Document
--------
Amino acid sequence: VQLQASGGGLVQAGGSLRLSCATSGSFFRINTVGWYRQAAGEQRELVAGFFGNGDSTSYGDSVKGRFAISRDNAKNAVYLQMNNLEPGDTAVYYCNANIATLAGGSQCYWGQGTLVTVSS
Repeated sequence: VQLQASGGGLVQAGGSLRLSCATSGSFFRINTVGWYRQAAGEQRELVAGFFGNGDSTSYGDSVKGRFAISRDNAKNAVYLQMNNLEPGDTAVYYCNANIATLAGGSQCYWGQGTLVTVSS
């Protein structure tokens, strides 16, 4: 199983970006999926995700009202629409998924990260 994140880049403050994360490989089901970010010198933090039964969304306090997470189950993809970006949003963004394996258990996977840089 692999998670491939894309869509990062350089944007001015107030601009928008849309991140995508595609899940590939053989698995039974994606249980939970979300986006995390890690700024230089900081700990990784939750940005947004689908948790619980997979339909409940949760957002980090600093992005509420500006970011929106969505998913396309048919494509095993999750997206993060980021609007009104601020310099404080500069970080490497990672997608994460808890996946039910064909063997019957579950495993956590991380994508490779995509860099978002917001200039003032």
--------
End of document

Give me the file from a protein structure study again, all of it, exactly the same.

Amino acid sequence: VQLQASGGGLVQAGGSLRLSCATSGSFFRINTVGWYRQAAGEQRELVAGFFGNGDSTSYGDSVKGRFAISRDNAKNAVYLQMNNLEPGDTAVYYCNANIATLAGGSQCYWGQGTLVTVSS
Repeated sequence: VQLQASGGGLVQAGGSLRLSCATSGSFFRINTVGWYRQAAGEQRELVAGFFGNGDSTSYGDSVKGRFAISRDNAKNAVYLQMNNLEPGDTAVYYCNANIATLAGGSQCYWGQGTLVTVSS
């Protein structure tokens, strides 16, 4: 199983970006999926995700009202629409998924990260 994140880049403050994360490989089901970010010198933090039964969304306090997470189950993809970006949003963004394996258990996977840089 692999998670491939894309869509990062350089944007001015107030601009928008849309991140995508595609899940590939053989698995039974994606249980939970979300986006995390890690700024230089900081700990990784939750940005947004689908948790619980997979339909409940949760957002980090600093992005509420500006970011929106969505998913396309048919494509095993999750997206993060980021609007009104601020310099404080500069970080490497990672997608994460808890996946039910064909063997019957579950495993956590991380994508490779995509860099978002917001200039003032």